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Printed tees and digital moving images

Whilst this is an idea that has also been explored by Burberry (customers can order the next season Prorsum collection straight from the catwalk), I can’t see the whole of the fashion industry following suit.  Despite the instant appeal of new media, the major monthly titles as well as the dominant department stores need the 6 month lead time to place orders and create editorial content in time for the fashion season.  With Diesel, where seasons are less crucial, the concept is more of a reality.  And with his endless energy and thousands of Formichetti fans, this is just what Diesel needs to return to its position as pioneer of the denim industry.

Diesel Tribute is available now at selected stores. For more info head to www.diesel.com. The campaign (shot by Nick Knight) can be viewed on specific social media platforms including Facebook and Instagram, as well as digital installations in key stores.

Main image- the Diesel Tribute collection as it appears at the Covent Garden store.

Colour & Culture at Cosmetics a la Carte

Today’s blog is about a beauty brand that has just turned 40 and, rather than letting the date quietly slip by, has spent the year marking the occasion.  Knightsbridge based Cosmetics a la Carte, has been bringing ‘colour and culture’ to our faces for four decades.  The label has seen many famous names grace its hallowed beauty halls – Princess Diana was a fan, as is Grace Jones, Elizabeth Taylor, Lady Gaga and even U2, who used their cosmetics for their tour.  Renowned for its ultra bespoke beauty range (they will mix a foundation to exactly match your skin tone), Cosmetics a la Carte was the first luxury make-up company to make all its own products. And one of the owners, Lynne Sanders even has a science degree to back up her innate talent.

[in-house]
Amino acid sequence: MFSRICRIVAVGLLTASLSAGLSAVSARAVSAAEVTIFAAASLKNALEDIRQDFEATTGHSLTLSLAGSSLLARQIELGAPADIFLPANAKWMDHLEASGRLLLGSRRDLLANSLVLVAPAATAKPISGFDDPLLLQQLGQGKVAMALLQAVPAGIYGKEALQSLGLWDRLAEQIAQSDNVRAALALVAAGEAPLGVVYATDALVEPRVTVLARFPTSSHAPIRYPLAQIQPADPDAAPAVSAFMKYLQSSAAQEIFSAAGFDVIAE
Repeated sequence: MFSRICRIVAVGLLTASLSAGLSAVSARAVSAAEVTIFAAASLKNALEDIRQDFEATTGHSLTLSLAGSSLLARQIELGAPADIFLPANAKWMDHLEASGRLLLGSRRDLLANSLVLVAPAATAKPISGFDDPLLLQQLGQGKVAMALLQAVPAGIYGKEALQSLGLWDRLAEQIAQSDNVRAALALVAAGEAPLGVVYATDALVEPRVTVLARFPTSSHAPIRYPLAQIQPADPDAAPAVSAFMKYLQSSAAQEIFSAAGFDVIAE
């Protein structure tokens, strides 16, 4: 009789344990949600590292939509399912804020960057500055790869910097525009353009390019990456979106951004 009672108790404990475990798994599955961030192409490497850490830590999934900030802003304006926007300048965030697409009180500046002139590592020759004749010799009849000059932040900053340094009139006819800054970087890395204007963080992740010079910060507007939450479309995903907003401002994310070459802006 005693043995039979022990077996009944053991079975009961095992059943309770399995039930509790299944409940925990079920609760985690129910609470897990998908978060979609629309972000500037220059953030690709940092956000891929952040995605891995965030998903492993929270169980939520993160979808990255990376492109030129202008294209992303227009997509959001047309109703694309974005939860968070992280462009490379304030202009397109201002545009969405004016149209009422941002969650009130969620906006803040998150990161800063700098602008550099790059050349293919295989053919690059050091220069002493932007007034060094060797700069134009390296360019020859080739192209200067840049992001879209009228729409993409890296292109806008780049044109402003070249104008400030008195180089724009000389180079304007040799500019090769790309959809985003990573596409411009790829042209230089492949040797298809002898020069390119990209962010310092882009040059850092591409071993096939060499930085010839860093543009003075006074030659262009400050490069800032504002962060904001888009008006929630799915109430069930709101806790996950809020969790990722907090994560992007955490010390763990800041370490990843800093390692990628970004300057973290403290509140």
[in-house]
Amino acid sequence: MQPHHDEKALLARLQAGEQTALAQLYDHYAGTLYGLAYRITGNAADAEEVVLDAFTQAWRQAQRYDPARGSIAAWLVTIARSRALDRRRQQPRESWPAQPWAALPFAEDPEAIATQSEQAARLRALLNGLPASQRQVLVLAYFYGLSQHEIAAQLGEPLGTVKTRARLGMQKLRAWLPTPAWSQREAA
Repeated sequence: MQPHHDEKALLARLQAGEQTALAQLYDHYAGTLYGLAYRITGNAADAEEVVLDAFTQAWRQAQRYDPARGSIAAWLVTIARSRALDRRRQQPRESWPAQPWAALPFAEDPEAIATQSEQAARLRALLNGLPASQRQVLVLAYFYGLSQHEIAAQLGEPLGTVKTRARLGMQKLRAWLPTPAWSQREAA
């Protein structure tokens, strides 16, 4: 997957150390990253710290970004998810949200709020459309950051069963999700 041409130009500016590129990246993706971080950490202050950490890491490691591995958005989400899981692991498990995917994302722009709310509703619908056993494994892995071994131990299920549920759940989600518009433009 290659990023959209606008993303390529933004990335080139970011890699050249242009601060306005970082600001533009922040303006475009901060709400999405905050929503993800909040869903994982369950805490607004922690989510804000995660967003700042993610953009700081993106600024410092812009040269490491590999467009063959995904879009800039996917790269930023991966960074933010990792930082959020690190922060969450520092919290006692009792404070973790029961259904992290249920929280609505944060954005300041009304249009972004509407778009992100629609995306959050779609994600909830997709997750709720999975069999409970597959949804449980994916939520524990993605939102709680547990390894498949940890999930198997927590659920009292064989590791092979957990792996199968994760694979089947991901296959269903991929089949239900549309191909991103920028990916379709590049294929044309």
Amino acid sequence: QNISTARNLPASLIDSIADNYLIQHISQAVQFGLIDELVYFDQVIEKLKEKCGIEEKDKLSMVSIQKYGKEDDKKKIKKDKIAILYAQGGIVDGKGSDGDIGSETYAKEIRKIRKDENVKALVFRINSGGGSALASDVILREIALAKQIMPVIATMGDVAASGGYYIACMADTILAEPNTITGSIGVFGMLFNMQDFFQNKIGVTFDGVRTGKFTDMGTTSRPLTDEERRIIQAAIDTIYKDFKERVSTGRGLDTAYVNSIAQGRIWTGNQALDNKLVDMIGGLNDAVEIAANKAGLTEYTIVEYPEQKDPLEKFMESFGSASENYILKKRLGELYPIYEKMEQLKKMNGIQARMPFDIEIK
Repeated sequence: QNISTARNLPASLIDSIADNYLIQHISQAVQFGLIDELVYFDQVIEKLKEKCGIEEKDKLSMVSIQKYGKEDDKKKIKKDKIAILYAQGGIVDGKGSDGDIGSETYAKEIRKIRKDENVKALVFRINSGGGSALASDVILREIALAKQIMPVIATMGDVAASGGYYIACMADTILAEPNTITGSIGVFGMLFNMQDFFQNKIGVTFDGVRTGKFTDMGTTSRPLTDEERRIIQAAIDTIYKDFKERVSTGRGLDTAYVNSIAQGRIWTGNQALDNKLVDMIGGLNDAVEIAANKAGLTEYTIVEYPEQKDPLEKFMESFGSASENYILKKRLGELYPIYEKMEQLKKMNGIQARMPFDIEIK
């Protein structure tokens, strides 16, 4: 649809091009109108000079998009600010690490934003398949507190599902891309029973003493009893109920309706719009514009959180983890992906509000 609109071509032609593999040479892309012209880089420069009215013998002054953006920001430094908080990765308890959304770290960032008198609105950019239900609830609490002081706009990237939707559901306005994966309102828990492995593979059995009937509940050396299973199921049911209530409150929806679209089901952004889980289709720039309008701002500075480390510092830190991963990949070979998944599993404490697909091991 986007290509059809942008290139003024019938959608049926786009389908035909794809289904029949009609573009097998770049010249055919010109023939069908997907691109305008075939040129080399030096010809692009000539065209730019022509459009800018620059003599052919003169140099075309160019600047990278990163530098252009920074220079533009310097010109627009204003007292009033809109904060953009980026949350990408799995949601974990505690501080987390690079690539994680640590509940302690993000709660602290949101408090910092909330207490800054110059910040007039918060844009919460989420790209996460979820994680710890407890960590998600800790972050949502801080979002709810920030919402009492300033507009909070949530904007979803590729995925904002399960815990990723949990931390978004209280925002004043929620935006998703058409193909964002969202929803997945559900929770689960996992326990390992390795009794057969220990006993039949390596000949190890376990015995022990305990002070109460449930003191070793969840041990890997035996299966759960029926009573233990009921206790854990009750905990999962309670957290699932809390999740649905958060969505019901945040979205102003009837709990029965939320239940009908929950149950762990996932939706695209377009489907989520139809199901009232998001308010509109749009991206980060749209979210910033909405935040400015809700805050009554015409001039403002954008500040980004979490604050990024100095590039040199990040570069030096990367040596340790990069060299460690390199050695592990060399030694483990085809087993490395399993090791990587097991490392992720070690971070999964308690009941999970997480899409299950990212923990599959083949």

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I was introduced to this brand about a year ago and am a huge fan.  Whenever I use their foundation I get compliments on my skin, and the product is so light that people really think it’s just my natural glow.  I have forgotten the amount of times I have had to correct them with the words ‘honestly, it’s my foundation’ (FYI it’s called Moisture Tint).  Furthermore, their cream Bare Blush adds just the right hint of ‘I’ve been for a walk in the country’ rouge to my cheeks

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This spring saw a commemorative exhibition that celebrated the company’s use of colour and iconic status, including the first nude lipstick bought by Princess Diana in the 1980s. Also showing were four monoliths, a collaboration with revered artist Alex Noble.  I saw these at this week’s press day and they are so stunning.  Inspired in turn by Grace Jones, Princess Diana, Lady Gaga and Kate Moss, Noble was given four iconic moments in the brand’s history and used these to create the pieces.

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‘CUTTING THE EDGE OF BEAUTY’ MONOLITH I – GRACE JONES BY ALEX NOBLE

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‘CUTTING THE EDGE OF BEAUTY’ MONOLITH II – PRINCESS DIANA BY ALEX NOBLE

The first was inspired by the midnight blue face powder worn by Grace Jones on the cover of her album Nightclubbing (the product itself was inspired by Grace asking for skin similar to the boutique’s Egyptian black cat).  The gorgeous broken pearl bust is a tribute to the late Princess Diana and her devotion to the Nude Toast lipstick.  Monolith III represents Lady Gaga in one of her early appearances on BBC breakfast news, where she wore Bubblegum gloss in a heart shape on her lips.  The final piece, and my personal favourite, references a May 2000 Vogue cover, where Kate Moss wore Candy lipstain in pink with two boldly coloured eyelids.

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‘CUTTING THE EDGE OF BEAUTY’ MONOLITH III – LADY GAGA BY ALEX NOBLE

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‘CUTTING THE EDGE OF BEAUTY’ MONOLITH IV – KATE MOSS BY ALEX NOBLE

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The May 2000 Vogue cover that inspired Monolith IV, featuring Kate Moss in Candy lipstain 

If you’re going to a Halloween party this weekend, take inspiration from these gorgeous monoliths and be creative with your make-up.  Or book in for a masterclass with the boutique’s talented artists.  Why be boring when you can be bold?

Visit Cosmetics a la Carte at 19b Motcomb St, Knightsbridge, London, SW1X 8LB. T: 020 7235 0596 www.alacartelondon.com

Exhibition curated by Ryan Lanji: http://www.ryanlanji.com. For more information on Alex Noble head to: alexnoblestudio.com.